Nicholas Hamner on Friday, May 24, 2013
Strategic Sourceror on
When companies perform qualitative risk assessments, they often fail to consider the potential disruption from a sophisticated cyberattack. The frequency and complexity of cyberattacks is increasing, and hackers are more able to breach a company's security detection system, according to a recent study from Frost & Sullivan. Next-generation intrusion prevention systems (NGIPS) are becoming more widely adopted to mitigate the risk of a cyberattack.
Organizations have experienced a rise in long-term, targeted advanced persistent threats, which indicates hackers are better organized and more skilled. Many enterprises continue to install intrusion prevention systems to detect traditional malware, but some are upgrading protection measures as the threats to data security increase. However, the high cost of software upgrades can deter some businesses from investing in new systems.
Earlier this month, the U.S. government cautioned businesses about the heightened risk of cyber crime could create disruptions for companies that provide critical infrastructure services, such as electricity and water, The Washington Post reported. U.S. officials are increasingly concerned about data breaches on authorized computer networks, and have warned that cybercriminals are probing into computer systems that control chemical, electric and water plants. Federal agencies are increasing efforts to share information about potential cyberattack risks with infrastructure industries and encouraging computer network security.
Although such attacks are rare, targeted cybercrime could cause a severe business disruption. While data security breaches are a risk for many industries, the government warned it would be particularly damaging for infrastructure providers, The Washington Post stated. The government issued specific measures that could be taken and gave detailed descriptions of tactics used to gain access to company networks. Adequate measures to prevent data security breaches are important for the risk management process.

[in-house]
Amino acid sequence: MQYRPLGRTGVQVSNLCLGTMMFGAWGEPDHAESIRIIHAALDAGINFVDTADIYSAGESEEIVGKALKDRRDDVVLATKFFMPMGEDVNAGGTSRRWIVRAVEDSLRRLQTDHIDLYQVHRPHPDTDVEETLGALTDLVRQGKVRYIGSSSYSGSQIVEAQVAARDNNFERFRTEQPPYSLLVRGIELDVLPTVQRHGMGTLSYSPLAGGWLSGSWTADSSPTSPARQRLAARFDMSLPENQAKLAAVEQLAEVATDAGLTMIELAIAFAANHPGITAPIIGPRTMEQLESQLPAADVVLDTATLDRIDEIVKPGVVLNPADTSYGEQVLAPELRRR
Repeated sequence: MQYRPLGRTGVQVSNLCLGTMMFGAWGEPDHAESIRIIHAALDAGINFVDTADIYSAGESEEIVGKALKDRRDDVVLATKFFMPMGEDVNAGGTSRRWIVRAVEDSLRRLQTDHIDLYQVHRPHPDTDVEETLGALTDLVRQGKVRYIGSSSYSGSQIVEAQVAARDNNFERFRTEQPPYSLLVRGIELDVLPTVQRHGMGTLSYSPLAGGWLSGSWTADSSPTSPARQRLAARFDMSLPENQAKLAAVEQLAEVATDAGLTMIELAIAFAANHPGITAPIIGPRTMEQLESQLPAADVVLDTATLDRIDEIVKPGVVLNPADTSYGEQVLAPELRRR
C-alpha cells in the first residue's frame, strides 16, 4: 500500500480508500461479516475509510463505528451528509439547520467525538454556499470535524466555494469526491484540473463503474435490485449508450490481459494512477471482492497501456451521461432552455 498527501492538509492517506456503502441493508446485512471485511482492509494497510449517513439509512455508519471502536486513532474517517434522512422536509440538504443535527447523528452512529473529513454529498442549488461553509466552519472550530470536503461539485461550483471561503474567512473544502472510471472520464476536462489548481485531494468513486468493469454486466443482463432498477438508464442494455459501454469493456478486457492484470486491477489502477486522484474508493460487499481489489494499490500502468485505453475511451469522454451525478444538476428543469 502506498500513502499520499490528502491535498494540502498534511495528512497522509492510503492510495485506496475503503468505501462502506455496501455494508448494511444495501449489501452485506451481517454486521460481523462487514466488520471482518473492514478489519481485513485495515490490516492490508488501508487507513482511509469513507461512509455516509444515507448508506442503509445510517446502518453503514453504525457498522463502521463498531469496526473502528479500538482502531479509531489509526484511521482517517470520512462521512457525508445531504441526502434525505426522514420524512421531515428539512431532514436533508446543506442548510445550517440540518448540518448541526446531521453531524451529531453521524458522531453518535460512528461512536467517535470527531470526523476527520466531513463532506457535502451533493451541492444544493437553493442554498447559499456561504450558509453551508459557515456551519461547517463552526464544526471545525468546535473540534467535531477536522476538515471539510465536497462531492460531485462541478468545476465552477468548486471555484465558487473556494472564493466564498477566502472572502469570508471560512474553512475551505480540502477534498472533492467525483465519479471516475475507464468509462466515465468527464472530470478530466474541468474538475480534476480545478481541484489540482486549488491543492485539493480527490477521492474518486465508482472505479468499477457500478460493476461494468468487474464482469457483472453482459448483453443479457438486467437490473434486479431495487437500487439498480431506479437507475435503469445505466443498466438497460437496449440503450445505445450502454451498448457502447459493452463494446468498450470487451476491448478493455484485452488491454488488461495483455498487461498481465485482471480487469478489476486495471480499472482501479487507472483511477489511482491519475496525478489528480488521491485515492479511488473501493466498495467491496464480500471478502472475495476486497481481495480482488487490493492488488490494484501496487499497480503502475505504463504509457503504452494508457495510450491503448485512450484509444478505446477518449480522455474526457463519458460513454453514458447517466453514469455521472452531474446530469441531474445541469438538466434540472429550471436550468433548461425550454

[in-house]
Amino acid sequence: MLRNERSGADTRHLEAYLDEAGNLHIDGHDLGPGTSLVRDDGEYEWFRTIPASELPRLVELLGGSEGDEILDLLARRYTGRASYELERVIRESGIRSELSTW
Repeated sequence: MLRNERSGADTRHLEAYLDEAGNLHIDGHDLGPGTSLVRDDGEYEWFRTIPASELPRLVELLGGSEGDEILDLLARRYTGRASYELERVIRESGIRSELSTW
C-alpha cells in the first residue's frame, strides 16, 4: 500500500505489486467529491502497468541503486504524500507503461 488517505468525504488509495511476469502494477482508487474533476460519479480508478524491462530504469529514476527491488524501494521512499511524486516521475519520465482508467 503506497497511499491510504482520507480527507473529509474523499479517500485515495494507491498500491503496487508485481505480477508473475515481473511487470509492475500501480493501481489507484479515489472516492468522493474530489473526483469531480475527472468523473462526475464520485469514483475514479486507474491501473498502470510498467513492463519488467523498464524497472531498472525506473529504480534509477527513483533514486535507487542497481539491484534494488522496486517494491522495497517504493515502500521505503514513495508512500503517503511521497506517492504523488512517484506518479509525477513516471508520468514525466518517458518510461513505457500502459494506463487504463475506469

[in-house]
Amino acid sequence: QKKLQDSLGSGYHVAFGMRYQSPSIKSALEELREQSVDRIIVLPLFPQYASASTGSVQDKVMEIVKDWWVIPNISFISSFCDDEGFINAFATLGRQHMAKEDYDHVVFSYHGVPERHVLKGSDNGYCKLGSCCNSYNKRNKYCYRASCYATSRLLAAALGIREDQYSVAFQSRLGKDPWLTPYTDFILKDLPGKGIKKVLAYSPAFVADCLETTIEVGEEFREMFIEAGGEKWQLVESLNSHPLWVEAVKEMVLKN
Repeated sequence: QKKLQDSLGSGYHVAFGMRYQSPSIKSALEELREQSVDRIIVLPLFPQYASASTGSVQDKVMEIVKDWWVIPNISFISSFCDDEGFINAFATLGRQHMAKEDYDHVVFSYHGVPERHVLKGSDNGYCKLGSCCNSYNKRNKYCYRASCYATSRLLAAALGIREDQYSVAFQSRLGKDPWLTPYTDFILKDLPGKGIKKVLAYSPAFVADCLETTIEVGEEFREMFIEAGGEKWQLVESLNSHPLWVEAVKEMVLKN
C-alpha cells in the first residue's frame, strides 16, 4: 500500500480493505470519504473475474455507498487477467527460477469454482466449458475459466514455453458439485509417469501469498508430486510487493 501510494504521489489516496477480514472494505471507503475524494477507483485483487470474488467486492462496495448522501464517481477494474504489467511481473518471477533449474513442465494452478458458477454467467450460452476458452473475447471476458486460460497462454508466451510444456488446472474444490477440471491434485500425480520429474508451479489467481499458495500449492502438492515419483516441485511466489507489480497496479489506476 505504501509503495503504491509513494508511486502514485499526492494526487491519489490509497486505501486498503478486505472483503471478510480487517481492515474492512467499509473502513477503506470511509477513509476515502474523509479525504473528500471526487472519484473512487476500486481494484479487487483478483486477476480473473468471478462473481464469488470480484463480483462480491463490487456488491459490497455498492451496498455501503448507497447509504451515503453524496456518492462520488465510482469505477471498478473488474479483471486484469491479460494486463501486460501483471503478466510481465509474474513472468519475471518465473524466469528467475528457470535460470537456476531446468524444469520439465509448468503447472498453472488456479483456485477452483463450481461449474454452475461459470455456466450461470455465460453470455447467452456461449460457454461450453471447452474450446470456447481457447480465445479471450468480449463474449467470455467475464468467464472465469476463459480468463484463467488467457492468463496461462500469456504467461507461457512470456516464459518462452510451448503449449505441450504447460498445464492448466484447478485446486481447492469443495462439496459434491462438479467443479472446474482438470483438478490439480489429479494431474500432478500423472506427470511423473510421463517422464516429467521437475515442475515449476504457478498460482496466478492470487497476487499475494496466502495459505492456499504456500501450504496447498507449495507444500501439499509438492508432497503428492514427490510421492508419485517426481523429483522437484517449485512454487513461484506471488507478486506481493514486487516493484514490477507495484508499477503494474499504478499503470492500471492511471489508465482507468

Strategic Sourceror on Thursday, May 23, 2013
Although Mexico is becoming an attractive manufacturing destination, delays at the border cost U.S. businesses $7.8 billion in 2011, Bloomberg reported. The value of logistics between the U.S. and Mexico is expected to reach $463 billion by 2020, and this could cause the total losses to grow to $14.7 billion annually.
The average wait time for commercial vehicles at the Mexican border is just over an hour, though the wait is longer at peak times, according to Bloomberg. The amount of money lost accounted for costs of fuel and trucker wages as well as lost business opportunities. More than 5.1 million trucks crossed the border in 2012 at the largest commercial ports of entry. This number is expected to climb to 7.3 million truck crossings per year by 2020. Land ports of entry are an average of 40 years old, and modernization would cost $6 billion. The ports were built before security regulations tightened after 9/11. Approximately half of the cost would be for improvements on the Mexican side of the border.
Mexico has recently been seen as an advantageous location for companies to move production to reduce manufacturing costs. Direct labor costs are relatively low, and it is more cost effective to ship merchandise. The five industries that carry the highest trade value - electrical machinery, computers, automobiles, plastics and precision health instruments - experienced the highest impact from logistics difficulties.
The border delays could increase costs of consumer electronics and complicate logistics for major automakers. Honda, Nissan, Mazda and Audi have all offshored some manufacturing to Mexico, Bloomberg said. Car companies often shift parts across the southern border multiple times during the manufacturing process, causing operating costs to jump.
Strategic Sourceror on
As a company grows, so do logistics operations. However, rather than getting bigger, logistics becomes more complex, according to Forbes. Having more than one warehouse is a sign a business is growing, but it can make distribution more complicated.